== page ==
Moyer agrees, citing the thrust-and parry nature of the Chamberlin’s relationship with Brattle, one that’s very much based on both men’s secrets and motives and what they’re willing to do to protect them.
“There’s this mental, physical, and — I’m trying to think of another word — but this inextricable link between my character and Wilkin,” says Moyer. “The fact that I’ve placed him in this situation, everything that’s gone on in his life and the reason that he ends up having to stay. I haven’t even mentioned the spiritual aspect of it. He’s trying to be a good man and yet he has to do horrific stuff in order to try and escape. And by doing them, it’s taken him further and further away from the moralistic, ethical man that he wants to be. It’s getting darker and darker and darker — and my character is definitely cashing in on that!”
Game of Thrones fans missing HBO’s own lusty, bloody tale of long-ago power, punishment and otherworldly retribution and redemption will likely be giddy to find another series that so stunningly fills the bill. But Sutter points out a few things in particular that set Executioner‘s world apart — its historically accurate roots and the purpose and nature of its most violent scenes.
“My mandate, as it was on Sons, is the same for this, which is that the violence — as absurd as it could be sometimes on Sons — always came from an organic place and that it was never done in a vacuum,” Sutter explains. “Meaning that to every violent act, there are ramifications. I have the same mandate with this show, which is that anything that happens, be it battle sequences or an execution or a torture scene, it comes out of story and that we see the character’s conflict — or, as importantly, their non-conflict — in carrying forth that violence. And that it always has some ramification, whether it just be an emotional ramification on the character or somehow it impacts the narrative.”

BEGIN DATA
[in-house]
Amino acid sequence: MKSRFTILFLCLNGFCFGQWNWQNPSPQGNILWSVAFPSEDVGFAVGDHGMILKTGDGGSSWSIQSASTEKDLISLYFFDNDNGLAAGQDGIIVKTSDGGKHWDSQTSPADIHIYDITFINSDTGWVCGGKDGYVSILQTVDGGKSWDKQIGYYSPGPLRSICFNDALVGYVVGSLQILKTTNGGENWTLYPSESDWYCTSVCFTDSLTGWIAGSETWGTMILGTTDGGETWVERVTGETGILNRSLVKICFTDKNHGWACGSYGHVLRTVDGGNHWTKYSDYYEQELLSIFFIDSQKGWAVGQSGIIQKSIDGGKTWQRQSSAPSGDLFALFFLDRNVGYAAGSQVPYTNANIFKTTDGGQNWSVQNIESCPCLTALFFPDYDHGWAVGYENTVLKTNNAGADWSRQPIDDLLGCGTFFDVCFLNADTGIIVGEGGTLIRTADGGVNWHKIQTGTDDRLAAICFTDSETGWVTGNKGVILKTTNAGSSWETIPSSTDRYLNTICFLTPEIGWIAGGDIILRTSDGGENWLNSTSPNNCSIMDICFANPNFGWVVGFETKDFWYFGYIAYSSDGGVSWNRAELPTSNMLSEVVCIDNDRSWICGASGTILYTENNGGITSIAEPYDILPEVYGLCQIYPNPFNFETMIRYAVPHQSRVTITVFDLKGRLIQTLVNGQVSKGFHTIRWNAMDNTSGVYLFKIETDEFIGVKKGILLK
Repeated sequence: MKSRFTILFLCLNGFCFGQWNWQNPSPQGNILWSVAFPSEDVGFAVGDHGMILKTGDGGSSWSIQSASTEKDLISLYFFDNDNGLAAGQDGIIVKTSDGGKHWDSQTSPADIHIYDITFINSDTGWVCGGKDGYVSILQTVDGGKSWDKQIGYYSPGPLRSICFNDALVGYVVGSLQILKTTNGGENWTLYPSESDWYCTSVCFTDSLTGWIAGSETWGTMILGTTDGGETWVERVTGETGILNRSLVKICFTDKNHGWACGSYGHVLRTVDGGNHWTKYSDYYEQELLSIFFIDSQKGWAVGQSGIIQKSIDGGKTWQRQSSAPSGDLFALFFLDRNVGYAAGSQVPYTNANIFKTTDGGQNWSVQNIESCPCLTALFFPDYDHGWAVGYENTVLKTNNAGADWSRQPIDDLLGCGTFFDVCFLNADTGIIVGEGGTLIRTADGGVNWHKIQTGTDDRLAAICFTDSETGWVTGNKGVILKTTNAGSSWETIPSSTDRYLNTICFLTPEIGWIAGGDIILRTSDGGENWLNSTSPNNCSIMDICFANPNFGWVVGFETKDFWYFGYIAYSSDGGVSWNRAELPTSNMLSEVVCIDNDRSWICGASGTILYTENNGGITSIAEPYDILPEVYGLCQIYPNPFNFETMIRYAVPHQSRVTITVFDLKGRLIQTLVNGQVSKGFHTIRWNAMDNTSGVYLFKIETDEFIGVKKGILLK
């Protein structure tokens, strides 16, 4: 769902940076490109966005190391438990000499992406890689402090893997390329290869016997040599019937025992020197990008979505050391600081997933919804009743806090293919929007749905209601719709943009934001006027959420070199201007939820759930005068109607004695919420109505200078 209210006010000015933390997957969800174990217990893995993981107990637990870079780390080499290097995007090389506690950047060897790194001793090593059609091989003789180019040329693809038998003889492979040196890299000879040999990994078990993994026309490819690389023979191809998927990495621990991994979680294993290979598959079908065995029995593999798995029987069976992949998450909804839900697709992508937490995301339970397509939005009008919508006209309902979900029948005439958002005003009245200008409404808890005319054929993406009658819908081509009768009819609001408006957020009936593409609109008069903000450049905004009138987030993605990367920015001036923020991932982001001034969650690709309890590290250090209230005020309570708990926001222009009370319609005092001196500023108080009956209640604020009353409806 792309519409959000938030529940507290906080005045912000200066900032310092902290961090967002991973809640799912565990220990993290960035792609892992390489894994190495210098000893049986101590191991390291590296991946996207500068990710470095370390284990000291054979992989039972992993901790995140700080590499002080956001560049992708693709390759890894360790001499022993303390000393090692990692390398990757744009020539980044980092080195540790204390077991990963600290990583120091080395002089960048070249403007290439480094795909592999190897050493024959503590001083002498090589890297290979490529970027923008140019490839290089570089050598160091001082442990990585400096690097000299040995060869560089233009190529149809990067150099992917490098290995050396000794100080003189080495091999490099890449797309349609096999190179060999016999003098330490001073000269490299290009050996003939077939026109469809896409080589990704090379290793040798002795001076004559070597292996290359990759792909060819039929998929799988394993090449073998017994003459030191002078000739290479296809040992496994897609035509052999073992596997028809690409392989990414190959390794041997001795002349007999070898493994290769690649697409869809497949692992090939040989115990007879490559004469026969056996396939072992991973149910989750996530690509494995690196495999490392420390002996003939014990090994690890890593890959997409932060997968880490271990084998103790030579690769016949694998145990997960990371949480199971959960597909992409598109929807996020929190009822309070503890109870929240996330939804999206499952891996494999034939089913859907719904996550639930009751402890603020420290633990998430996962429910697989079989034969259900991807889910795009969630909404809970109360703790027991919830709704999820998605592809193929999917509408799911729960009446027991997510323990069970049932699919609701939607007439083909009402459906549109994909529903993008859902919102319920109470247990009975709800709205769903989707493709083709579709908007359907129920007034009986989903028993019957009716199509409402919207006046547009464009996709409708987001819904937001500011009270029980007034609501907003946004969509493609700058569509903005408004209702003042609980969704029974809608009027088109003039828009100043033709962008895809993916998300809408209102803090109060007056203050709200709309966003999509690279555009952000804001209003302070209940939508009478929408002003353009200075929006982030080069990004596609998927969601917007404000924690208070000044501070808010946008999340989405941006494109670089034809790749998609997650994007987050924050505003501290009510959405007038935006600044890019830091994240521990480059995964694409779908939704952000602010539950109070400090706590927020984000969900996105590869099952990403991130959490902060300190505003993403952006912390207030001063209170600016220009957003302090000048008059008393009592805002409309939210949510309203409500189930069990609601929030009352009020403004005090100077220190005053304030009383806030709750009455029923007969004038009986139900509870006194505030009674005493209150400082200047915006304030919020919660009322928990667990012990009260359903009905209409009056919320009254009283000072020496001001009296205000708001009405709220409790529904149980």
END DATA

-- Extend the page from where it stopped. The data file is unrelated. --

So while some scenes involving women and children are particularly tough to watch, Sagal says their purpose is true to her husband’s story — and, more importantly — the times in which Brattle and Co. would have lived.
“There were executioners. There were torturers. Women were treated differently,” she says. “If you’re going to tell a story about medieval times, you’re going to have violence to not only women, you’re going to have violence to everyone. That was the way of the world.”
And what a world it is.
“Giles Masters, who is our production designer, is truly a master,” says Barclay. “Most of what you see, including the 50‑foot castle that is Castle Ventris, exists on our back lot. Most of the interiors you see we built on stages. We have four different stages in Wales that we do the show in. The dungeons, Lady Love’s bedroom, all those were built meticulously by extraordinary craftsmen.”
Moyer, who filmed 1997’s Prince Valiant in Wales, says it’s inspiring to return to the country in such a meaningful way.
“The geek in me was super excited to be shooting a scene where we’re walking down the corridor in one castle, in Caerphilly, which was built in 1156. And then we go to St. Donat’s, which is 1250,” Moyer says. “For the next scene, we open the door and we go into the courtyard of St. Donat’s and come out of the doorway and portcullis of our castle that we’ve built. … The extraordinary aspect of that is that our characters, the way that Kurt has written this, would have been in those castles. So there is a beautiful sort of tying up of historical detail that is amazing to be part of.”
The Bastard Executioner premieres Tuesday, Sept. 15 at 9/8CT on FX.